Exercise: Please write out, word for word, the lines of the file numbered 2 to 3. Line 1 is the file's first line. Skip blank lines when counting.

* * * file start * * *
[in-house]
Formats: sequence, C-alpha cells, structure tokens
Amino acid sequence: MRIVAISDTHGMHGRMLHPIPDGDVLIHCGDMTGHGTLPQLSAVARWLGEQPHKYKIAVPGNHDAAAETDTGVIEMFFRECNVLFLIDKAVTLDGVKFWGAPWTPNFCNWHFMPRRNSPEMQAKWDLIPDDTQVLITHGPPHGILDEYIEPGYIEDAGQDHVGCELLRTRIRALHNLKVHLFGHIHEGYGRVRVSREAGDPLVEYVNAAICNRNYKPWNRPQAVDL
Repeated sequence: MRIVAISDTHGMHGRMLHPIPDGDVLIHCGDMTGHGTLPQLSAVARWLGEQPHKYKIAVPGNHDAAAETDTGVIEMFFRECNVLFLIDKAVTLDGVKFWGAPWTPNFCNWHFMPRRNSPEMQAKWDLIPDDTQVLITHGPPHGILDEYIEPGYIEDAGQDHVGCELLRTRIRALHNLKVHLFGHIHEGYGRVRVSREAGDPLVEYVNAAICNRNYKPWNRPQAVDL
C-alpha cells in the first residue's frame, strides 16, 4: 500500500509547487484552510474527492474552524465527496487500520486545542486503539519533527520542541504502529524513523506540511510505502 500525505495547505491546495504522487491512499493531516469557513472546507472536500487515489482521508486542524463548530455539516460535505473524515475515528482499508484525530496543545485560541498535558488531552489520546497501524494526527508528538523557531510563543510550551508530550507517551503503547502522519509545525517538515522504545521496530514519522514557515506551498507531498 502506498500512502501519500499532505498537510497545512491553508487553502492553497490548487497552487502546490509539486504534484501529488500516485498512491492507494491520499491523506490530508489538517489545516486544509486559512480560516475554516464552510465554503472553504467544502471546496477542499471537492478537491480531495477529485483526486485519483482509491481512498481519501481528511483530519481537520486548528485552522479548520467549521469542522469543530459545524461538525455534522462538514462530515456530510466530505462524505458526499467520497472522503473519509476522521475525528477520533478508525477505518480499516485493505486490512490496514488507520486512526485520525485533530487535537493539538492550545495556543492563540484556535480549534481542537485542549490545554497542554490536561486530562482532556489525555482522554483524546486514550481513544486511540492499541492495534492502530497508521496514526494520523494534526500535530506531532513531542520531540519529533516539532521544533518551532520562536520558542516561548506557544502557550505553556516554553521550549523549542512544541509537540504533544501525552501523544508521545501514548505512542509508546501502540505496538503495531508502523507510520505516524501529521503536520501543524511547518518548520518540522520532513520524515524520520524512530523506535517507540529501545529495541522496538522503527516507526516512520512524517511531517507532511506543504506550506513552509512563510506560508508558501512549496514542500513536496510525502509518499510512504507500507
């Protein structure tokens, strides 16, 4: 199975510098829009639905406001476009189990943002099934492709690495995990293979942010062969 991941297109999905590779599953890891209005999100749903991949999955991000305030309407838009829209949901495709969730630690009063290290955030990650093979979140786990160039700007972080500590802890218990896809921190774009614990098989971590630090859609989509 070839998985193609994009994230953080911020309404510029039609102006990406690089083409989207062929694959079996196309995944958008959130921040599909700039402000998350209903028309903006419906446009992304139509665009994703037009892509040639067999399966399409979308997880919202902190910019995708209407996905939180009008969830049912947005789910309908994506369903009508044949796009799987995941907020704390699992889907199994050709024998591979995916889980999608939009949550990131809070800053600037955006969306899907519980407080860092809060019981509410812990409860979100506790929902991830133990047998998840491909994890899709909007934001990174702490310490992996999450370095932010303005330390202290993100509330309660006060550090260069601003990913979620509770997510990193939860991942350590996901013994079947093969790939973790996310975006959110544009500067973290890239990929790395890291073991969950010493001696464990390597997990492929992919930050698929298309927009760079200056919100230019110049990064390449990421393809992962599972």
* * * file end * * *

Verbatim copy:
Formats: sequence, C-alpha cells, structure tokens
Amino acid sequence: MRIVAISDTHGMHGRMLHPIPDGDVLIHCGDMTGHGTLPQLSAVARWLGEQPHKYKIAVPGNHDAAAETDTGVIEMFFRECNVLFLIDKAVTLDGVKFWGAPWTPNFCNWHFMPRRNSPEMQAKWDLIPDDTQVLITHGPPHGILDEYIEPGYIEDAGQDHVGCELLRTRIRALHNLKVHLFGHIHEGYGRVRVSREAGDPLVEYVNAAICNRNYKPWNRPQAVDL